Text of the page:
2 July 2013 | jasonleesmith6
During World War 2, one "Fibber McGee & Molly" radio program every month, was devoted to some topic pertaining to the war effort, like rationing, or war bonds. "Heavenly Days" was the McGee's third feature film, and while the first two had been done entirely for entertainment, this one was devoted to spreading messages about the war effort.
It wasn't a very funny film, and not because of the message either -- their radio shows were always very funny, whatever message they were trying to convey. I believe this movie suffers the most due to the fact that the McGee's regular writer, Don Quinn, had nothing to do with the screenplay. Don Quinn had as much to do with the success of "Fibber McGee & Molly" as did Marion and Jim Jordon, and the film suffers from his absence.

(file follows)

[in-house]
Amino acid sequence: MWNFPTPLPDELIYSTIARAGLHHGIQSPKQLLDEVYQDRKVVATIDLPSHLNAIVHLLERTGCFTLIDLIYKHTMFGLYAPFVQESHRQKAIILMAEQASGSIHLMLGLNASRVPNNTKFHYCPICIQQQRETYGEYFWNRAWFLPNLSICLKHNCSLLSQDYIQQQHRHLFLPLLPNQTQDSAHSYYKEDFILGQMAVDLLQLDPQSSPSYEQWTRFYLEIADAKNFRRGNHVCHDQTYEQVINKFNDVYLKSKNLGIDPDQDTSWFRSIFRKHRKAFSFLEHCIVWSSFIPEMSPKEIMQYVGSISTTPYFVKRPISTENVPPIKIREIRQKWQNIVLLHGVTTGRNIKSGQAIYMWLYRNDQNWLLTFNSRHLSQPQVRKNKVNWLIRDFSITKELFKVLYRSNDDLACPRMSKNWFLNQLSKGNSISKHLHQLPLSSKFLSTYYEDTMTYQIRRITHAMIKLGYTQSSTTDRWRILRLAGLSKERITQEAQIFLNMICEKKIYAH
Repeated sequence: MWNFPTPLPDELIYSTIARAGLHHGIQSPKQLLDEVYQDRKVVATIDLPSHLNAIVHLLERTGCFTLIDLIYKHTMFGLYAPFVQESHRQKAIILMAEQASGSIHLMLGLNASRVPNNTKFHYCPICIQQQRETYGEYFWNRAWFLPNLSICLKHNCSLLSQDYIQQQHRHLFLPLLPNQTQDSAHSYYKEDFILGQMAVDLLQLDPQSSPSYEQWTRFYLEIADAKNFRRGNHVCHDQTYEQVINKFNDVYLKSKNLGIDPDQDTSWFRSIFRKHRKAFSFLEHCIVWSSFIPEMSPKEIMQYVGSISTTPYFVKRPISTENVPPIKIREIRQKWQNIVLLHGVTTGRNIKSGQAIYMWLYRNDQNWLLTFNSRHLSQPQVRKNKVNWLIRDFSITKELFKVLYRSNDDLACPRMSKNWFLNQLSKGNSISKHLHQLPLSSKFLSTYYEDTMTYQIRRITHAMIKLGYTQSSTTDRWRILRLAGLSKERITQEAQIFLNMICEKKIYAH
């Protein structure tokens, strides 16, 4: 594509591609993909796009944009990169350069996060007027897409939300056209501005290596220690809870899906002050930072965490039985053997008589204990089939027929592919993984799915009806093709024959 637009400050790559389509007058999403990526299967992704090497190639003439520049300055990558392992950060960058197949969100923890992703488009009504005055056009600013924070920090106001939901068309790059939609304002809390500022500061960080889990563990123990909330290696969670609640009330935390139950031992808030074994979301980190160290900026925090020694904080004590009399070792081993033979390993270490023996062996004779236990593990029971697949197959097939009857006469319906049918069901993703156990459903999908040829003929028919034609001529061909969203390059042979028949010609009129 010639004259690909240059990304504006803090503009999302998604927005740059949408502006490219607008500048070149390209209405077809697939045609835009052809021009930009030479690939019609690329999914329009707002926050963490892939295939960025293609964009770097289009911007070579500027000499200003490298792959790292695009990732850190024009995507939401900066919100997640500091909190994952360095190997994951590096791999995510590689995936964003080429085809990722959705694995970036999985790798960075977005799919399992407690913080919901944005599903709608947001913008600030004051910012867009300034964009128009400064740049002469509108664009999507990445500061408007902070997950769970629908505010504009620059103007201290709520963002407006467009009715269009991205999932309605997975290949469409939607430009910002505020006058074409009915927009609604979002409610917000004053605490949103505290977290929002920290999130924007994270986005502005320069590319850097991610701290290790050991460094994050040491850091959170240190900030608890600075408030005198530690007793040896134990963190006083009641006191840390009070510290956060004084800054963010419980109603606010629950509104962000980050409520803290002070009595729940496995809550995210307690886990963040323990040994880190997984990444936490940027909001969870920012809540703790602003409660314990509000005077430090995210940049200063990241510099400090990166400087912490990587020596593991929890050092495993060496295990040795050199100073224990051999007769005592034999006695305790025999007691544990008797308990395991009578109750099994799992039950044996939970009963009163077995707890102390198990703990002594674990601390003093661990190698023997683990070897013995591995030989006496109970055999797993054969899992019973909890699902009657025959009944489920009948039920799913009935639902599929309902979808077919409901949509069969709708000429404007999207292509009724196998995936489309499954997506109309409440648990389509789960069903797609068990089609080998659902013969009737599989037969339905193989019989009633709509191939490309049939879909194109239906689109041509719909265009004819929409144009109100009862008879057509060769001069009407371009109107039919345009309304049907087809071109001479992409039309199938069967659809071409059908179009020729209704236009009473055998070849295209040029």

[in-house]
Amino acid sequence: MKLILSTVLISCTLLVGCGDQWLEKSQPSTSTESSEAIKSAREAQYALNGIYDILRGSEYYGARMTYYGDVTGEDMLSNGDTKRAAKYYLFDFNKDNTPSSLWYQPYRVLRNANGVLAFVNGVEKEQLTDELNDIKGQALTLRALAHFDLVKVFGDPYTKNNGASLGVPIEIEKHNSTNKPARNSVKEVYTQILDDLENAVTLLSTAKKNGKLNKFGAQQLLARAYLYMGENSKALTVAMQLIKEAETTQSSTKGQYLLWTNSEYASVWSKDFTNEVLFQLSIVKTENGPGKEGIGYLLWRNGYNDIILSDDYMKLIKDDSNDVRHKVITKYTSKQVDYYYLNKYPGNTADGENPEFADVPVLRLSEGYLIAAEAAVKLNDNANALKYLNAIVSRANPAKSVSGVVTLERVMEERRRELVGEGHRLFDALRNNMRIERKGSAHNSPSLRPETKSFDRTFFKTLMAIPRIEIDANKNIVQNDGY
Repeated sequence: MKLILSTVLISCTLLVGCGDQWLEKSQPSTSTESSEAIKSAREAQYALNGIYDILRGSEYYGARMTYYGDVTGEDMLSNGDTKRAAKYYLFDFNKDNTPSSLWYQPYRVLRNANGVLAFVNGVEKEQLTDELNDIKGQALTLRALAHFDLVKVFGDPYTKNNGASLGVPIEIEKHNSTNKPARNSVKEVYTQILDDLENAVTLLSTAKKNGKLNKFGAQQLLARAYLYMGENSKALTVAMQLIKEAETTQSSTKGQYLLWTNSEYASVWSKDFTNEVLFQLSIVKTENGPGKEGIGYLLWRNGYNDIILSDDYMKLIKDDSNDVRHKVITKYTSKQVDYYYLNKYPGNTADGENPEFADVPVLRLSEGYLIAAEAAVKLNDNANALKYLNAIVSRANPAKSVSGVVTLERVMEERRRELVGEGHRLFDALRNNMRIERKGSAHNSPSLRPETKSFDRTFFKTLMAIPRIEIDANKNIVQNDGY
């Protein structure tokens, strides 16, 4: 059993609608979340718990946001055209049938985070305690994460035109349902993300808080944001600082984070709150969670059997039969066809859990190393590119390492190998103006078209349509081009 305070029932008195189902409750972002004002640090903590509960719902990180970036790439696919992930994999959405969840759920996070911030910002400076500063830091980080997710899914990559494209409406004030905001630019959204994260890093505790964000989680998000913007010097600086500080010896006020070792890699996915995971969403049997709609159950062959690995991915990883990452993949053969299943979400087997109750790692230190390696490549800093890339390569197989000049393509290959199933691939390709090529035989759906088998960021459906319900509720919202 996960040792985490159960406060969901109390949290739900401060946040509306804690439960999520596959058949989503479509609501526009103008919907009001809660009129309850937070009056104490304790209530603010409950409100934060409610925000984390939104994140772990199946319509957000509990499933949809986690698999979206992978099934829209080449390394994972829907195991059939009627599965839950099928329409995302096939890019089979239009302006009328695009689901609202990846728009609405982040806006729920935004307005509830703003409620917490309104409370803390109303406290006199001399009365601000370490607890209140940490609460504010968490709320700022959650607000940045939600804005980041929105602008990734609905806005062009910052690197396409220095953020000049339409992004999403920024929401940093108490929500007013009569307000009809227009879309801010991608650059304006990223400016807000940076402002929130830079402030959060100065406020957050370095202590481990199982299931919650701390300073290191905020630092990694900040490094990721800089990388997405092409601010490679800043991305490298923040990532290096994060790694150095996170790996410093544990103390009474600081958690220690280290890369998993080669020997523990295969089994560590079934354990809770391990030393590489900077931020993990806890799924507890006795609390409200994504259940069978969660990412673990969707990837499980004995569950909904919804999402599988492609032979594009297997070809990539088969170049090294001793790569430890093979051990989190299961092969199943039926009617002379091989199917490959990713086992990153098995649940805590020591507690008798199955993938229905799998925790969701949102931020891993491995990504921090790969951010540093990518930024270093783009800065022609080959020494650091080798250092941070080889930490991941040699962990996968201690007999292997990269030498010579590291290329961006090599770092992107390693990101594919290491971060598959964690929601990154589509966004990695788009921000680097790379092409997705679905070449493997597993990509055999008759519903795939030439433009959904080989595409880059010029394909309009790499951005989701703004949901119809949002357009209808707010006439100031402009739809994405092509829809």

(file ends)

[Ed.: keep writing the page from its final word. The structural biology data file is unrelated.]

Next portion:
Marion and Jim Jordon are incredibly appealing in this -- as they usually were, no matter in what venue they appeared -- however they script is very weak, full of ham-fisted attempts at patriotism and sentiment, that really fall short. In addition to this, the plot does not make very much sense.
The film should get should some kudos, though, for including a part for George Gallup (the creator of the Gallup Poll, played here by Donald Douglas). Ah, for the days when a statistician could become a celebrity.